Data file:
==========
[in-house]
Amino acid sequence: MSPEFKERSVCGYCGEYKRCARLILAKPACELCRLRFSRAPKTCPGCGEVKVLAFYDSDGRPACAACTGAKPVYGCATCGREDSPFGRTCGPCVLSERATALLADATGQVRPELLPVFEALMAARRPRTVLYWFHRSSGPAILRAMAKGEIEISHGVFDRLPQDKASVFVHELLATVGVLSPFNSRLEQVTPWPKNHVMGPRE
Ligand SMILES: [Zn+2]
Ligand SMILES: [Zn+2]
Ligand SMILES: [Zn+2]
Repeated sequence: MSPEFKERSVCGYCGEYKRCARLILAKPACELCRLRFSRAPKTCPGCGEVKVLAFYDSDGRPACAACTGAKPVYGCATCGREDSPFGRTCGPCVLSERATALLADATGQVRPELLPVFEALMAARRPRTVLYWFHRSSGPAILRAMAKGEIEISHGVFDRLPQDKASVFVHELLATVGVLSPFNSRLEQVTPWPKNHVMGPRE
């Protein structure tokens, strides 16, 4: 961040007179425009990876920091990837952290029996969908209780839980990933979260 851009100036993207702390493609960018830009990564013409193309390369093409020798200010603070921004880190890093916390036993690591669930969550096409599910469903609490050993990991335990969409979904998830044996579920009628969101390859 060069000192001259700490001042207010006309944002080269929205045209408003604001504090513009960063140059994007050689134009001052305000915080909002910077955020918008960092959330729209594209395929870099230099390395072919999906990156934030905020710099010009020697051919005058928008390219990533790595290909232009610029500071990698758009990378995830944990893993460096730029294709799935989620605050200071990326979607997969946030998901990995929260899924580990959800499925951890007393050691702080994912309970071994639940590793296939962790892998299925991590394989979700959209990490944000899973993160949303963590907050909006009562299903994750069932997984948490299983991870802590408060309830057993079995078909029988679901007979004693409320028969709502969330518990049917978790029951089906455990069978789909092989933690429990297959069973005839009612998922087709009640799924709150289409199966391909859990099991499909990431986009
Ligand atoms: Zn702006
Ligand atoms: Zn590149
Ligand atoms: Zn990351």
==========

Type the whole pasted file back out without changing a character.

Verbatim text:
[in-house]
Amino acid sequence: MSPEFKERSVCGYCGEYKRCARLILAKPACELCRLRFSRAPKTCPGCGEVKVLAFYDSDGRPACAACTGAKPVYGCATCGREDSPFGRTCGPCVLSERATALLADATGQVRPELLPVFEALMAARRPRTVLYWFHRSSGPAILRAMAKGEIEISHGVFDRLPQDKASVFVHELLATVGVLSPFNSRLEQVTPWPKNHVMGPRE
Ligand SMILES: [Zn+2]
Ligand SMILES: [Zn+2]
Ligand SMILES: [Zn+2]
Repeated sequence: MSPEFKERSVCGYCGEYKRCARLILAKPACELCRLRFSRAPKTCPGCGEVKVLAFYDSDGRPACAACTGAKPVYGCATCGREDSPFGRTCGPCVLSERATALLADATGQVRPELLPVFEALMAARRPRTVLYWFHRSSGPAILRAMAKGEIEISHGVFDRLPQDKASVFVHELLATVGVLSPFNSRLEQVTPWPKNHVMGPRE
């Protein structure tokens, strides 16, 4: 961040007179425009990876920091990837952290029996969908209780839980990933979260 851009100036993207702390493609960018830009990564013409193309390369093409020798200010603070921004880190890093916390036993690591669930969550096409599910469903609490050993990991335990969409979904998830044996579920009628969101390859 060069000192001259700490001042207010006309944002080269929205045209408003604001504090513009960063140059994007050689134009001052305000915080909002910077955020918008960092959330729209594209395929870099230099390395072919999906990156934030905020710099010009020697051919005058928008390219990533790595290909232009610029500071990698758009990378995830944990893993460096730029294709799935989620605050200071990326979607997969946030998901990995929260899924580990959800499925951890007393050691702080994912309970071994639940590793296939962790892998299925991590394989979700959209990490944000899973993160949303963590907050909006009562299903994750069932997984948490299983991870802590408060309830057993079995078909029988679901007979004693409320028969709502969330518990049917978790029951089906455990069978789909092989933690429990297959069973005839009612998922087709009640799924709150289409199966391909859990099991499909990431986009
Ligand atoms: Zn702006
Ligand atoms: Zn590149
Ligand atoms: Zn990351």